Bummed that we couldn’t learn more about the studies carried out at the Center (mostly by young interns from the looks of the photo org chart at HQ), off we sailed 16 nm north to Cave Cay. We’ve gotten used to irregular hours and days of business in the Bahamas, especially in what are mostly very low population areas. Two trolling lines out netted us zilch. Wind and waves pushed us along on a starboard tack at 7kts.
Cave Cay cut is one of the best in the Exumas and even with the wind up we slid in nicely; with a little help from the incoming tide and wind. Nearly flat calm inside and pretty too, not like some cuts that make you nervous just looking at them.
Hang a right once through the cut and you come to the mile and ½ long Cave Cay. Cave Cay is privately owned and No Trespassing signs abound, but that doesn’t stop one from checking out the grotto and the numerous caves that line the south-western shore.
A barely operational marina resides inside a much protected basin. Several new buildings and floating docks are enticing; except for one sport fish it was deserted. Good place to anchor though.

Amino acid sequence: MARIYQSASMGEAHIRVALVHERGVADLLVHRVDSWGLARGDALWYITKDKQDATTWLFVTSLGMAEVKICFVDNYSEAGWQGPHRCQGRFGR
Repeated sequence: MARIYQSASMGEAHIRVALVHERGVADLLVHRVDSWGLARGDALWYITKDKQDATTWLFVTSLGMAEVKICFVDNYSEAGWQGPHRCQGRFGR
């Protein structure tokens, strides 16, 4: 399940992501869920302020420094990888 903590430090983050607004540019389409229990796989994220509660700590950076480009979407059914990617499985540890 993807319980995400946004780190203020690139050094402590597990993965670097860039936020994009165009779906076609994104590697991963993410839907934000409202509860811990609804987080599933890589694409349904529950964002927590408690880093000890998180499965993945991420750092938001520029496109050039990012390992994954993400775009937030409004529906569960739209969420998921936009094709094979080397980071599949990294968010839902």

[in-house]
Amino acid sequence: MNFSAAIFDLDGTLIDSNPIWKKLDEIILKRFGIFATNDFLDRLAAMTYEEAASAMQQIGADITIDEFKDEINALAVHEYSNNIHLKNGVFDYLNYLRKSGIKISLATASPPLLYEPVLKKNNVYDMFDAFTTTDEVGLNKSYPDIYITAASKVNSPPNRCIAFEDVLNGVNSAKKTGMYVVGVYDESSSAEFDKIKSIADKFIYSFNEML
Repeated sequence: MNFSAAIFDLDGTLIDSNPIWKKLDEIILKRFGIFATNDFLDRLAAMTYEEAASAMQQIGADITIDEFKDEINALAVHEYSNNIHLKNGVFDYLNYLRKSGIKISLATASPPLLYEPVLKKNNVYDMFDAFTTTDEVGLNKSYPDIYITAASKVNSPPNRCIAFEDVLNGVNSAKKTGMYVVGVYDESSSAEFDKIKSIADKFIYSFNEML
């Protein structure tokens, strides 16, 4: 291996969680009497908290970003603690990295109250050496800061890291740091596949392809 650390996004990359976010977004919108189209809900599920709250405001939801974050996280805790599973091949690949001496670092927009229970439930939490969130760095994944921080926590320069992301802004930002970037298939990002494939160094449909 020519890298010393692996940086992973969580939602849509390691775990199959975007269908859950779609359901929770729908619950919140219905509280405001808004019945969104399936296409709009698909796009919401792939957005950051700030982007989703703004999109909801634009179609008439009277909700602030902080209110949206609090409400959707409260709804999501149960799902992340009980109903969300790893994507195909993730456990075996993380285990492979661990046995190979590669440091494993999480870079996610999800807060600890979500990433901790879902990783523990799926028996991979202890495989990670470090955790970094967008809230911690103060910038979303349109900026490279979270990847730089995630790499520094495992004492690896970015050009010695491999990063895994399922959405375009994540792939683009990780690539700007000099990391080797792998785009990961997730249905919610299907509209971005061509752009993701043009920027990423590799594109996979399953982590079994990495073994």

The next cay just to the south of the cut is Musha Cay, supposedly owned by David Copperfield. Several colorfully painted, new looking buildings give the illusion of occupancy but again we saw no obvious sign of activity.
Galliot Cut is just above Cay Cay with Little Galliot Cay about one mile in (west) from the cut. It was the next stop on our dinghy tour of the area. A tiny cay, 3/10 mile long, it was loaded with photo opps but no place to land the dinghy. More caves and a natural stone bridge or two kept me busy.
We’re definitely enjoying this leisurely trip back up the chain. The cut (allows passage between the deep waters of Exuma Sound and the shallower waters of Exuma Banks- some are safer than others) at Cave Cay will be our last cut until we leave the Exumas as from here on up we can travel the bank side- calmer, prettier and offers more protection from the prevailing E and SE winds.